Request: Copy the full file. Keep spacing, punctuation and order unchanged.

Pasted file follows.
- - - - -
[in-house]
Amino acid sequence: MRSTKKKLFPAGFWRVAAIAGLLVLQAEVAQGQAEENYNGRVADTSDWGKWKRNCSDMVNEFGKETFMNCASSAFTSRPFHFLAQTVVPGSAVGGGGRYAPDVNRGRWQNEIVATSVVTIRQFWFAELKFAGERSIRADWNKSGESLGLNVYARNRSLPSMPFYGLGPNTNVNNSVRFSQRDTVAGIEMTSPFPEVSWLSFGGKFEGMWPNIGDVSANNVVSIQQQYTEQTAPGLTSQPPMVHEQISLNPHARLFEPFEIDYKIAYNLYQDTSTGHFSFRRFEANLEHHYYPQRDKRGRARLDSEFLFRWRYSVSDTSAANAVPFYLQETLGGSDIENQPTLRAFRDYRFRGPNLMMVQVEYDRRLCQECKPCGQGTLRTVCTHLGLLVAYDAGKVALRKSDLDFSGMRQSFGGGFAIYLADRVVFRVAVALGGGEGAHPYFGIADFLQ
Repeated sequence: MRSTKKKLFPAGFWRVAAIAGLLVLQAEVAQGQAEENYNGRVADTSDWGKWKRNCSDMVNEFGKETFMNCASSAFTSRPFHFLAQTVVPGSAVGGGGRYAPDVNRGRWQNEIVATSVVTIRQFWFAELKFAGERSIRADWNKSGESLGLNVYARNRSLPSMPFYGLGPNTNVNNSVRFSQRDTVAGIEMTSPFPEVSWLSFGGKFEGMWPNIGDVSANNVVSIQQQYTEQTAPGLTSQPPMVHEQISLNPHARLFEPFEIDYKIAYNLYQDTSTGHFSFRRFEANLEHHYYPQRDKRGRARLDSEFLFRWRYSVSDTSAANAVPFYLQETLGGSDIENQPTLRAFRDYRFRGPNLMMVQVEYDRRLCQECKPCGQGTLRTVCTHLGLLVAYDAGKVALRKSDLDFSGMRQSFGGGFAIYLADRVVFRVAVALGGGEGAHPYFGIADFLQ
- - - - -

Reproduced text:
[in-house]
Amino acid sequence: MRSTKKKLFPAGFWRVAAIAGLLVLQAEVAQGQAEENYNGRVADTSDWGKWKRNCSDMVNEFGKETFMNCASSAFTSRPFHFLAQTVVPGSAVGGGGRYAPDVNRGRWQNEIVATSVVTIRQFWFAELKFAGERSIRADWNKSGESLGLNVYARNRSLPSMPFYGLGPNTNVNNSVRFSQRDTVAGIEMTSPFPEVSWLSFGGKFEGMWPNIGDVSANNVVSIQQQYTEQTAPGLTSQPPMVHEQISLNPHARLFEPFEIDYKIAYNLYQDTSTGHFSFRRFEANLEHHYYPQRDKRGRARLDSEFLFRWRYSVSDTSAANAVPFYLQETLGGSDIENQPTLRAFRDYRFRGPNLMMVQVEYDRRLCQECKPCGQGTLRTVCTHLGLLVAYDAGKVALRKSDLDFSGMRQSFGGGFAIYLADRVVFRVAVALGGGEGAHPYFGIADFLQ
Repeated sequence: MRSTKKKLFPAGFWRVAAIAGLLVLQAEVAQGQAEENYNGRVADTSDWGKWKRNCSDMVNEFGKETFMNCASSAFTSRPFHFLAQTVVPGSAVGGGGRYAPDVNRGRWQNEIVATSVVTIRQFWFAELKFAGERSIRADWNKSGESLGLNVYARNRSLPSMPFYGLGPNTNVNNSVRFSQRDTVAGIEMTSPFPEVSWLSFGGKFEGMWPNIGDVSANNVVSIQQQYTEQTAPGLTSQPPMVHEQISLNPHARLFEPFEIDYKIAYNLYQDTSTGHFSFRRFEANLEHHYYPQRDKRGRARLDSEFLFRWRYSVSDTSAANAVPFYLQETLGGSDIENQPTLRAFRDYRFRGPNLMMVQVEYDRRLCQECKPCGQGTLRTVCTHLGLLVAYDAGKVALRKSDLDFSGMRQSFGGGFAIYLADRVVFRVAVALGGGEGAHPYFGIADFLQ